Beyoncé has finally announced the recipients of her Formation Scholarships.
This April, Beyoncé announced a scholarship for female scholars to celebrate the one-year anniversary of her hit album, “Lemonade.” According to Vibe.com, applicants were required to maintain a 3.5 GPA and write a short essay on how the album inspired their educational goals, as well as a portfolio of their work. Each recipient receives $25,000 for their educational or artistic pursuits. According to Beyonce’s website, she hopes with her scholarship to “encourage and support young women who are unafraid to think outside the box and are bold, creative, conscious and confident.”
Here is some more on the four lucky recipients:
Bria Paige, 19, Spelman College:
According to an interview with PBS, Paige’s goal is to research “Black women and their political spaces.” Paige said that Beyonce’s “album really celebrated Black womanhood. And not only the joy and triumphs of Black womanhood, but also the perils, the hard times.”
Paige hopes to become a professor one day and she plans to get her PhD in English. She is passionate about womens and gender studies, and she will incorporate the two topics in her teaching. “Being a Formation Scholar just means to me being bold, unafraid and unapologetic in my work and in my scholarship,” Paige expressed. “Let’s just get in formation to really shake up this world and make our presence known.”
Sadiya Ramos, 19, Berklee College of Music:
During an interview with PBS Ramos spoke of dance, “I fell in love with the ability to communicate through [the] body. The body has no limits and neither does creativity.”
Growing up Ramos felt like she was rejected from certain roles because she was Black. She stated, [her] “greatest challenge is being a woman of color in ballet.” She admitted that more and more Black women are joining ballet, but it is not the norm. Ramos believes that “people aren’t exactly open to this change.”
“As a woman of color, people have different perceptions of me and how I will act and how I will dance,” she explained. “My parents instilled in me the importance of not paying attention to the outside noise because it truly didn’t matter. It was just about dance.”
RELATED: The Key Messages In Beyoncé’s ‘Formation’ on Black Lives & Feminism
Maya Rogers, 36, Howard University:
Maya is the oldest recipient to receive a scholarship, demonstrating that Beyonce considered all ages and backgrounds. According to her interview with PBS, music has always been a part of her life. She played the violin at age four and the piano at age five. She couldn’t make a career out of music, but she never stopped practicing her passions.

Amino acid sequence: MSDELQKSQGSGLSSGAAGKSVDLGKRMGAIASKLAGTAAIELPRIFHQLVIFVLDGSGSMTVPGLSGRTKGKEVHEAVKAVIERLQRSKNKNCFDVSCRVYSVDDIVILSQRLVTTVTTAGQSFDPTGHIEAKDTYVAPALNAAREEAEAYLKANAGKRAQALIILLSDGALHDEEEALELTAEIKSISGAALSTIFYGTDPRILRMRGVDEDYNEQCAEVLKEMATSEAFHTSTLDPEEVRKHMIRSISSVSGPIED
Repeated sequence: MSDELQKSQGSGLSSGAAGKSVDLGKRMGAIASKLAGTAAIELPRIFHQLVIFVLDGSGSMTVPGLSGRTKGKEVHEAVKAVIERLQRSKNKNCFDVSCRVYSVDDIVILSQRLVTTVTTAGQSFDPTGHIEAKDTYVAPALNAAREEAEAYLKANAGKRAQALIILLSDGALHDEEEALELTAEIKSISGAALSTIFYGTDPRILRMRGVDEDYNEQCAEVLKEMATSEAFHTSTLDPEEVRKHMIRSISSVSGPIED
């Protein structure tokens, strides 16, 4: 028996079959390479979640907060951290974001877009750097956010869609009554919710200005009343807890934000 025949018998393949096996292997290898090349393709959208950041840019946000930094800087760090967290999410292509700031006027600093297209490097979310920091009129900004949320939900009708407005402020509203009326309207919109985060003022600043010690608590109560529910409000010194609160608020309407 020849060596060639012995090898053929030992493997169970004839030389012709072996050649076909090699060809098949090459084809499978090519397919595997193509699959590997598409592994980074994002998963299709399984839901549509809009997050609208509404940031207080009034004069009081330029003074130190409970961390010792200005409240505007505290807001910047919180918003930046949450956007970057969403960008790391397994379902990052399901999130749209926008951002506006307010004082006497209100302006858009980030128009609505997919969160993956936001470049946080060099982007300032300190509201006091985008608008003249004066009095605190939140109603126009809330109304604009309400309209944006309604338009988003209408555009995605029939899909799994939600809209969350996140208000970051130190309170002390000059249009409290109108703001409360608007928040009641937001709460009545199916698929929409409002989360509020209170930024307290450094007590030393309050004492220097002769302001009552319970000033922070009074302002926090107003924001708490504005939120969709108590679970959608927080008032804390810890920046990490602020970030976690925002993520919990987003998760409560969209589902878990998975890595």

Her experience with teaching led her to music therapy and the healing arts. Maya has said that her scholarship has helped to “ease the burden of school’s expenses,” and will allow her to become the first person to earn a certificate in music therapy from Howard University.
“My focus is really these days around how music impacts human beings, how the human voice is something that we can use to be empowered by how it connects us to one another when we sing together. Really wonderful things happen: we bond together socially, our bodies actually begin to sync up, our heart beats sync up, we breathe together,” Rogers said.
She also wants to help people who have disabilities and can benefit from music therapy. “Witnessing how music really impacts their ability to communicate better, their self confidence, their general enjoyment for life. To me, those are the greatest triumphs,” she said.
Avery Youngblood, 23, Parsons School of Design:
Avery Youngblood revealed in her interview with PBS that she believes her identity as a Black women shaped who she is and her scholarship. She wrote her undergraduate thesis on minority dialect and African American Vernacular English at Stanford University.
Now at Parsons School Of Design, Youngblood wants to relay political messages on race, ethnicity and linguistics. Youngblood has been focusing on perception, and most of all how she is perceived because of her race and gender. She also looks at how other people are perceived because of their identities and how the perception affects the opportunities available to them.
“Your greatest strength is your identity, your roots,” Youngblood said. Being a young Black female, Youngblood believes she has a unique perspective in the world of design and it allows her to cater to more than one audience.
“I think as you become older, you become more conscious of what’s around you: how everything is geared towards a certain audience or geared towards a certain demographic and you realize you’re not that demographic,” she said. “What design has allowed me to do is actually look at every single thing that I walk past — especially in New York, where you have so many advertisements — and you can tell what speaks to you and what doesn’t speak to you. I hope to achieve designs that speak to all different types of bodies.”
These four women are extremely empowering. They all demonstrate where hard work and passion will take you. Most of all, they are awesome role models for young women all over the world.